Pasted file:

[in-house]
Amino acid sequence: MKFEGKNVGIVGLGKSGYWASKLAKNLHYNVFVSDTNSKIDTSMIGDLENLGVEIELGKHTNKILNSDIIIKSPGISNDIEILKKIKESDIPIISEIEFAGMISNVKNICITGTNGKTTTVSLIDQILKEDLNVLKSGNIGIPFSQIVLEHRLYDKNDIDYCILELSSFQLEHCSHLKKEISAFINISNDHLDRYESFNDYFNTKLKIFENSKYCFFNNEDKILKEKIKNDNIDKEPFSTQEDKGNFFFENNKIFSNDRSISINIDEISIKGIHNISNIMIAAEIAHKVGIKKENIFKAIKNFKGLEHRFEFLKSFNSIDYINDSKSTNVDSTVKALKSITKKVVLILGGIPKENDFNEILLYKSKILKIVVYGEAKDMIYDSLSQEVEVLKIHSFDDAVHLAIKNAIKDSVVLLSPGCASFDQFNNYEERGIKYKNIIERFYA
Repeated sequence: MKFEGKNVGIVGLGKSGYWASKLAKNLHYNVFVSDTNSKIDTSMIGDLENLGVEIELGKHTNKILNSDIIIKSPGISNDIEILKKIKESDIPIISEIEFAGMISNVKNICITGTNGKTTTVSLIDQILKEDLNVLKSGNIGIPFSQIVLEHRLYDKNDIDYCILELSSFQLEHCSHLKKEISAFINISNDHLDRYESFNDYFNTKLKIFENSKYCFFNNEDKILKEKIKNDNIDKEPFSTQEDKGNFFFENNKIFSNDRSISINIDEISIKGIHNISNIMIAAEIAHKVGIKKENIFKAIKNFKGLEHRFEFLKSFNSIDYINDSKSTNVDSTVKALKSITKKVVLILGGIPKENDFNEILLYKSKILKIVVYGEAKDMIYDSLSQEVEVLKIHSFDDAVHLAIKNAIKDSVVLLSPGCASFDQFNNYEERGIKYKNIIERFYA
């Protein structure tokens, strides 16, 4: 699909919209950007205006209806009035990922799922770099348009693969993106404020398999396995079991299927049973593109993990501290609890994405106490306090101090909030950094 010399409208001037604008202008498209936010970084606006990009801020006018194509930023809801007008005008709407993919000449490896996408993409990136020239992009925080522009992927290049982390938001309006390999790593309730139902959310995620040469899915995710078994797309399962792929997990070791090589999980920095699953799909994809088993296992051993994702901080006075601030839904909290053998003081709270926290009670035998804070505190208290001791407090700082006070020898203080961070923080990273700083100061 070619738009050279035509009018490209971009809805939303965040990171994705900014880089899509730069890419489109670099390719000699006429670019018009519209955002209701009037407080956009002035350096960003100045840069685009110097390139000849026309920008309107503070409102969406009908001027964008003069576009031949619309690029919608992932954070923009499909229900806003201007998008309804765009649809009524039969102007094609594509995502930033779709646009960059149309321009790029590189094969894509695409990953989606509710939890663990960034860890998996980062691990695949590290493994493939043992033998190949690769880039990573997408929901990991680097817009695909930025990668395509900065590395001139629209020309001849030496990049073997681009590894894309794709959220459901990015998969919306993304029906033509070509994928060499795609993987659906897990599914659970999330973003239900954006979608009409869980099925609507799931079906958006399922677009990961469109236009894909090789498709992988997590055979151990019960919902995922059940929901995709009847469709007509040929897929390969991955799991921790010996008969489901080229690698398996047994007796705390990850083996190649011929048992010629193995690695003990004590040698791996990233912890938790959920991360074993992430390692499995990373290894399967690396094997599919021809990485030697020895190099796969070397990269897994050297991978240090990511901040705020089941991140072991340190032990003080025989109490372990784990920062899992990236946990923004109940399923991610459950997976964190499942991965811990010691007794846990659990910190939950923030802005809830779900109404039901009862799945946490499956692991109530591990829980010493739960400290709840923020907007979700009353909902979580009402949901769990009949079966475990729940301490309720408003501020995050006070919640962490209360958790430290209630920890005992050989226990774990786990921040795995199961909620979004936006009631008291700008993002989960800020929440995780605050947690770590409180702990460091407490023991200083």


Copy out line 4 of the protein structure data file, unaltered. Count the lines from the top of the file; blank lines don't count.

């Protein structure tokens, strides 16, 4: 699909919209950007205006209806009035990922799922770099348009693969993106404020398999396995079991299927049973593109993990501290609890994405106490306090101090909030950094 010399409208001037604008202008498209936010970084606006990009801020006018194509930023809801007008005008709407993919000449490896996408993409990136020239992009925080522009992927290049982390938001309006390999790593309730139902959310995620040469899915995710078994797309399962792929997990070791090589999980920095699953799909994809088993296992051993994702901080006075601030839904909290053998003081709270926290009670035998804070505190208290001791407090700082006070020898203080961070923080990273700083100061 070619738009050279035509009018490209971009809805939303965040990171994705900014880089899509730069890419489109670099390719000699006429670019018009519209955002209701009037407080956009002035350096960003100045840069685009110097390139000849026309920008309107503070409102969406009908001027964008003069576009031949619309690029919608992932954070923009499909229900806003201007998008309804765009649809009524039969102007094609594509995502930033779709646009960059149309321009790029590189094969894509695409990953989606509710939890663990960034860890998996980062691990695949590290493994493939043992033998190949690769880039990573997408929901990991680097817009695909930025990668395509900065590395001139629209020309001849030496990049073997681009590894894309794709959220459901990015998969919306993304029906033509070509994928060499795609993987659906897990599914659970999330973003239900954006979608009409869980099925609507799931079906958006399922677009990961469109236009894909090789498709992988997590055979151990019960919902995922059940929901995709009847469709007509040929897929390969991955799991921790010996008969489901080229690698398996047994007796705390990850083996190649011929048992010629193995690695003990004590040698791996990233912890938790959920991360074993992430390692499995990373290894399967690396094997599919021809990485030697020895190099796969070397990269897994050297991978240090990511901040705020089941991140072991340190032990003080025989109490372990784990920062899992990236946990923004109940399923991610459950997976964190499942991965811990010691007794846990659990910190939950923030802005809830779900109404039901009862799945946490499956692991109530591990829980010493739960400290709840923020907007979700009353909902979580009402949901769990009949079966475990729940301490309720408003501020995050006070919640962490209360958790430290209630920890005992050989226990774990786990921040795995199961909620979004936006009631008291700008993002989960800020929440995780605050947690770590409180702990460091407490023991200083």